7 years ago
As far as I know it is hard radiation like gamma rays or nuclear radiation, which lead to radiolysis. I have done some studies on this earlier. Microwaves (200 GHz) are well below IR (200 THz). This cannot damage protein directly. If left too long in microwave food chars as it does on any heat source.
I still believe that because of cooking through the whole volume cooking is faster and nutrients better preserved than in conventional cooking.

https://onlinelibrary.wiley.com/doi/10.1002/jsfa.850/abstract
Abstract

The effects of γ-irradiation treatments (2.5, 5 and 10 kGy) and microwaves generated from an oven at low and defrost power settings for 0.5, 1 and 2 min on the total proteins and protein patterns of beef liver immediately after treatment and during frozen storage (−18 °C) for different periods were studied. Chemical analyses indicated that the protein content of beef liver was reduced after exposure to γ-radiation or microwaves and also during frozen storage. Sodium dodecyl sulphate polyacrylamide gel electrophoresis (SDS-PAGE) was used to illustrate the changes in protein bands of different molecular weights and their percentages before and after exposure to gamma and microwave radiation. The main effect of γ-radiation on the protein patterns of beef liver was the disappearance of some high-molecular-weight protein bands and the development of other bands characterised by moderate and low molecular weights. This finding indicates the degradation of beef liver proteins by γ-irradiation. In contrast, microwave treatment caused an increase in the levels of high-molecular-weight protein bands with a concomitant decrease in low-molecular-weight protein bands. This phenomenon demonstrates the polymerisation of low-molecular-weight proteins under the influence of microwaves.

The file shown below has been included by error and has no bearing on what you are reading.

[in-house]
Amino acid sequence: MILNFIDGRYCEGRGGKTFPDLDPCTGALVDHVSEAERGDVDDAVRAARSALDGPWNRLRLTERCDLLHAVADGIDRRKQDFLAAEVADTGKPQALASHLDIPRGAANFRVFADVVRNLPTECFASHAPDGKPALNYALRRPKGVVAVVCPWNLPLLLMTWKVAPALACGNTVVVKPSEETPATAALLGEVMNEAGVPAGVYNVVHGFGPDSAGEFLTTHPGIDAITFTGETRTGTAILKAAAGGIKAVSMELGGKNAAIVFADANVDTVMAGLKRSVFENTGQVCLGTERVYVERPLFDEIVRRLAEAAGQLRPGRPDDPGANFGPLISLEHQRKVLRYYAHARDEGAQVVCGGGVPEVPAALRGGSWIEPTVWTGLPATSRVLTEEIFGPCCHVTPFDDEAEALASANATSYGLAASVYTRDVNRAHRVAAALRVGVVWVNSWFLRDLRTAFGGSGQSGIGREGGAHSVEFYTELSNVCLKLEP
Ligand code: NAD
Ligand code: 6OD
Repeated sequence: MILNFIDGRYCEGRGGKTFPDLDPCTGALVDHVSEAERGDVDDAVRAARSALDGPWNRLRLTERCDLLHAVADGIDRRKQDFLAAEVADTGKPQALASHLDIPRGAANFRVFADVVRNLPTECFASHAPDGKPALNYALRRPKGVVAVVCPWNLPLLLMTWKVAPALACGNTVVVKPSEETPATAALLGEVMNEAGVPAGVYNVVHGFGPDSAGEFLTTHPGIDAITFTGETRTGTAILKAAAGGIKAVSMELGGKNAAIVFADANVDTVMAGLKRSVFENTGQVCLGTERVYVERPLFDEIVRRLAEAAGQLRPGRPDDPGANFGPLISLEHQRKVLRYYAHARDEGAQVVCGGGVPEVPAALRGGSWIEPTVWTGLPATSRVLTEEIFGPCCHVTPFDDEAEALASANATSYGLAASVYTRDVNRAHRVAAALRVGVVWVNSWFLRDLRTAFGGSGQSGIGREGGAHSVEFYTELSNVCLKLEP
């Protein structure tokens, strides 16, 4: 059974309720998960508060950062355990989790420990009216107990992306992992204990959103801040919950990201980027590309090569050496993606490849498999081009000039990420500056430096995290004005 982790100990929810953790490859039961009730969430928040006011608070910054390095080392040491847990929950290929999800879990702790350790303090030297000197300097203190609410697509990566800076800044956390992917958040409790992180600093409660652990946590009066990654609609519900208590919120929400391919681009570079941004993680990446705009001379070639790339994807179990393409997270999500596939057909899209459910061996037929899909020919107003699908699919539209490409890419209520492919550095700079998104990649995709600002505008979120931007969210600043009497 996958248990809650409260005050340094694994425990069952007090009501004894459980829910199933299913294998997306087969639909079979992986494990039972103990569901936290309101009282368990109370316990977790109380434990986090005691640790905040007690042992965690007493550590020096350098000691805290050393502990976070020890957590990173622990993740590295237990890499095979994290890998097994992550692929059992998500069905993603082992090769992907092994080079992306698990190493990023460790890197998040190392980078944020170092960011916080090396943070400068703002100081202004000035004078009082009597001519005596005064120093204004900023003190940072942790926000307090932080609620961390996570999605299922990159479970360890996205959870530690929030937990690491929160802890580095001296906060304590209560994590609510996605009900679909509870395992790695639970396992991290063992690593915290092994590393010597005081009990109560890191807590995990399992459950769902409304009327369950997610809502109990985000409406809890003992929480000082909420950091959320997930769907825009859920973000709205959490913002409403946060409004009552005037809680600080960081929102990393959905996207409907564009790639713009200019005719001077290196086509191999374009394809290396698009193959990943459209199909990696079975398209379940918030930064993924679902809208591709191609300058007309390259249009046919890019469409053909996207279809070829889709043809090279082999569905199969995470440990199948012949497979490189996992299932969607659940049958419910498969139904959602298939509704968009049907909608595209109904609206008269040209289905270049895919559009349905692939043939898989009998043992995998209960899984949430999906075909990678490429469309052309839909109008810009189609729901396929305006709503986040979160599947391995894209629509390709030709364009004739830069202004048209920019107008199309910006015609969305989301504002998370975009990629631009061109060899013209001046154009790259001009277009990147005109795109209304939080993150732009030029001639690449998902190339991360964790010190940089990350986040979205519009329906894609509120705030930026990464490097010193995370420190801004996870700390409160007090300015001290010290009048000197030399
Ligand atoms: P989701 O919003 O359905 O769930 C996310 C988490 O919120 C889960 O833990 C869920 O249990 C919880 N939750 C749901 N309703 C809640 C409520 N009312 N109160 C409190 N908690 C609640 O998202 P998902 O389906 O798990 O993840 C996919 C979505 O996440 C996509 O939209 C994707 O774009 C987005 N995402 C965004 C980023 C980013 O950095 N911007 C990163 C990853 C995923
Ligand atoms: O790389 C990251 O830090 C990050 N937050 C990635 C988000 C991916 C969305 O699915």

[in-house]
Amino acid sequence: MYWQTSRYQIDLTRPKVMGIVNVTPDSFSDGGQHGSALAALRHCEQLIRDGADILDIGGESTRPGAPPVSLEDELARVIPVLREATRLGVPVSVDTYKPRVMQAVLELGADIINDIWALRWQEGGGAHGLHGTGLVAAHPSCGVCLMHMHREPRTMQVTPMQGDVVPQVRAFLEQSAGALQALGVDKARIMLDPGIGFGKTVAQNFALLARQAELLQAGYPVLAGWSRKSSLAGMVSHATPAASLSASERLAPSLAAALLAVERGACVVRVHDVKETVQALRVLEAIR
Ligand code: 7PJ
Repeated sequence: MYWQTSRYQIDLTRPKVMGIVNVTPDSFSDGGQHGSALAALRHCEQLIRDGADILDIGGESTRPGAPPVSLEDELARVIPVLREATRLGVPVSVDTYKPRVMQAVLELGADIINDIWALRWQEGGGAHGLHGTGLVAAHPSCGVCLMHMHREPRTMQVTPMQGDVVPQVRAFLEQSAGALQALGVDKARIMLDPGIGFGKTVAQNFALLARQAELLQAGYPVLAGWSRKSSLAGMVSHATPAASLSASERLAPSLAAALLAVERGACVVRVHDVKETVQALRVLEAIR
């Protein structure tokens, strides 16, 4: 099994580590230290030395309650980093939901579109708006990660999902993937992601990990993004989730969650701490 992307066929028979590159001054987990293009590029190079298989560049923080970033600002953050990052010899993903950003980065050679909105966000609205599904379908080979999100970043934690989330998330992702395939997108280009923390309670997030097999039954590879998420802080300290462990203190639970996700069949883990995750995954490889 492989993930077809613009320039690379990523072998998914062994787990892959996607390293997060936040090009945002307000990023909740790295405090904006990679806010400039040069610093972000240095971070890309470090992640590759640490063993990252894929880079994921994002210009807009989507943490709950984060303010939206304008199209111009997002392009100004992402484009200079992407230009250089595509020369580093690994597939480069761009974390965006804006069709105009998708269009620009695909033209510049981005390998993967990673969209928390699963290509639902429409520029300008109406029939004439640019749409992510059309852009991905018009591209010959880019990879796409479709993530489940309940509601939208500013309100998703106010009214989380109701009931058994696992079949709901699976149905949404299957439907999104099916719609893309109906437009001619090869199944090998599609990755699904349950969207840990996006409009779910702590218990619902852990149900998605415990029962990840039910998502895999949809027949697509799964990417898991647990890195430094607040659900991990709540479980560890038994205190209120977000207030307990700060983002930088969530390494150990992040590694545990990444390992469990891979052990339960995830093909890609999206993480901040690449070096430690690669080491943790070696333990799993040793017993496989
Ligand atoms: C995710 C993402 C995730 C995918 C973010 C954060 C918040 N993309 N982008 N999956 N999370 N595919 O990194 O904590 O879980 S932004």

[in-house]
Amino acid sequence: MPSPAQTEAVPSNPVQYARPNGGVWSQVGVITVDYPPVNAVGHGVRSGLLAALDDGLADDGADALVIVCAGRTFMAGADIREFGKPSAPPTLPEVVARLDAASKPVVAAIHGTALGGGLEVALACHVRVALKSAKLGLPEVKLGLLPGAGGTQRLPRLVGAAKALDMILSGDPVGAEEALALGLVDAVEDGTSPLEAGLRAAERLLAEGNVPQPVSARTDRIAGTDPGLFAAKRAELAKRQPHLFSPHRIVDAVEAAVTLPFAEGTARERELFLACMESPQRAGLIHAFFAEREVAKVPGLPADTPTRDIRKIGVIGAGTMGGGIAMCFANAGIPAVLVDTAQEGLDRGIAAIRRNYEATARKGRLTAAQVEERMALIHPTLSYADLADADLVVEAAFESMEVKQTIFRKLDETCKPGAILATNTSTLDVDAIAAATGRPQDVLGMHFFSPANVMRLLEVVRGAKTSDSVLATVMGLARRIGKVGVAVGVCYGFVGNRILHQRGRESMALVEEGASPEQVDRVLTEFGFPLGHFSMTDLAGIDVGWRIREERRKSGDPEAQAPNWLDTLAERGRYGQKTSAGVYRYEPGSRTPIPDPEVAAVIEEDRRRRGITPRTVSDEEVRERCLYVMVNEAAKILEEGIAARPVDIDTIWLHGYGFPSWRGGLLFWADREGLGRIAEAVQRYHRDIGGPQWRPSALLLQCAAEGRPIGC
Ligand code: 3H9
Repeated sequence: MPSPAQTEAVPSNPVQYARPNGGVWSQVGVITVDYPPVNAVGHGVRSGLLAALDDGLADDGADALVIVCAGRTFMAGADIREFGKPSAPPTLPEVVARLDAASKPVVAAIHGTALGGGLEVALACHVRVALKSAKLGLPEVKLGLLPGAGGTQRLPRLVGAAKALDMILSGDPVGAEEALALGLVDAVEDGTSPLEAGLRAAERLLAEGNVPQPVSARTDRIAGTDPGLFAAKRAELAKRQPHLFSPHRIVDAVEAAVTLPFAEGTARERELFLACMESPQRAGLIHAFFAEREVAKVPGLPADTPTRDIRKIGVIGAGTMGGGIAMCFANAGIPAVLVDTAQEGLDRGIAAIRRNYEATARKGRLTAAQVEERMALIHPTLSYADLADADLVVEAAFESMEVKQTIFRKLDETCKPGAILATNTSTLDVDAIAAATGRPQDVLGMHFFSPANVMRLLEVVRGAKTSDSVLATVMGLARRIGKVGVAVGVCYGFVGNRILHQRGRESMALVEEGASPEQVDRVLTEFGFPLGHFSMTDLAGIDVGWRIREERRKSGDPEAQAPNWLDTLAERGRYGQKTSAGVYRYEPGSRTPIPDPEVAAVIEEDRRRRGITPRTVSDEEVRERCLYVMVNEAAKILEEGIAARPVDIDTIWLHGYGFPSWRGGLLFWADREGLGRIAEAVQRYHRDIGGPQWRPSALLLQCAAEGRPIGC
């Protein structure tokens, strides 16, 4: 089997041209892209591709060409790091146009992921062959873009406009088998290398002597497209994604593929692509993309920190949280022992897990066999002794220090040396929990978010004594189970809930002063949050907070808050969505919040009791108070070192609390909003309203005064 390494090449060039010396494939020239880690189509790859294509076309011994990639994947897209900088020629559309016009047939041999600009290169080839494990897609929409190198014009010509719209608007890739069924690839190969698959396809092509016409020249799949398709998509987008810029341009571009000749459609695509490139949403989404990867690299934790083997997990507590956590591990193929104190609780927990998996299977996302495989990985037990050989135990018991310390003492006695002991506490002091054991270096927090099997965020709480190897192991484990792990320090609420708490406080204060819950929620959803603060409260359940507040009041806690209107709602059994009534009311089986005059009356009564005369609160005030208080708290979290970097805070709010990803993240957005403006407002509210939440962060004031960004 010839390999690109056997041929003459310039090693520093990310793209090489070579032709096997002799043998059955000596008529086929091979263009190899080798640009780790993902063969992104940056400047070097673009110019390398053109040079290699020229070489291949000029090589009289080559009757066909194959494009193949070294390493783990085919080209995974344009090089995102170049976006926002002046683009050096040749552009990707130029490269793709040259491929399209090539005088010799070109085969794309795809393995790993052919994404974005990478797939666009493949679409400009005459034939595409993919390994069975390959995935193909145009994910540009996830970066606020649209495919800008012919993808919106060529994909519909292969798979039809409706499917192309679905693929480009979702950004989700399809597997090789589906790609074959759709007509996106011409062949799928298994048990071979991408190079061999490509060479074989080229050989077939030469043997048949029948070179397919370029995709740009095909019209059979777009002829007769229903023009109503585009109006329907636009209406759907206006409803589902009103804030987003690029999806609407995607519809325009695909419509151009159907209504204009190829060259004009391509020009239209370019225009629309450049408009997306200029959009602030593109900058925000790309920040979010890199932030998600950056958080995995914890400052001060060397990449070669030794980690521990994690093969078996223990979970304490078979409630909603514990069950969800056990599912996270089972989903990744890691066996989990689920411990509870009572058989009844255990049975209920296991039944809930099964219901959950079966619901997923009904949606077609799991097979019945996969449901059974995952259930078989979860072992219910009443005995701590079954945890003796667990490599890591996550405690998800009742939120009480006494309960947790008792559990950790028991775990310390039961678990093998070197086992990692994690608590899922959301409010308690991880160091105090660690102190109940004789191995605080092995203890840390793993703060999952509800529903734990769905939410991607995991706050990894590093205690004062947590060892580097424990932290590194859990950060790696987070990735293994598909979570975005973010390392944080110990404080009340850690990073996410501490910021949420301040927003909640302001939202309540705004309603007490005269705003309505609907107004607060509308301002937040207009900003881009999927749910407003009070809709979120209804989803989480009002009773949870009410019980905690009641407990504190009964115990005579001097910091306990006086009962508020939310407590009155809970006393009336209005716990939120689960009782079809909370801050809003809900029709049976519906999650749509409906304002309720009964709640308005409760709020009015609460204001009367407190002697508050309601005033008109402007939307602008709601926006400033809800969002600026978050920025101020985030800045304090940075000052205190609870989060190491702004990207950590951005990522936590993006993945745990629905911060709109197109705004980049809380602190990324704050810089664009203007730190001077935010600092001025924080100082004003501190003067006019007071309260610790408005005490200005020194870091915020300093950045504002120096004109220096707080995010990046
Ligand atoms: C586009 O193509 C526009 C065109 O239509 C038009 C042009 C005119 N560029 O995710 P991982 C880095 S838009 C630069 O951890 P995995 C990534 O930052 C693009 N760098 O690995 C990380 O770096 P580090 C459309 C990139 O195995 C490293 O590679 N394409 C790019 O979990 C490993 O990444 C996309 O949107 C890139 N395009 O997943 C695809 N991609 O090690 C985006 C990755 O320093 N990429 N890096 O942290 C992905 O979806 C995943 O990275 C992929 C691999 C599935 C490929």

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7 years ago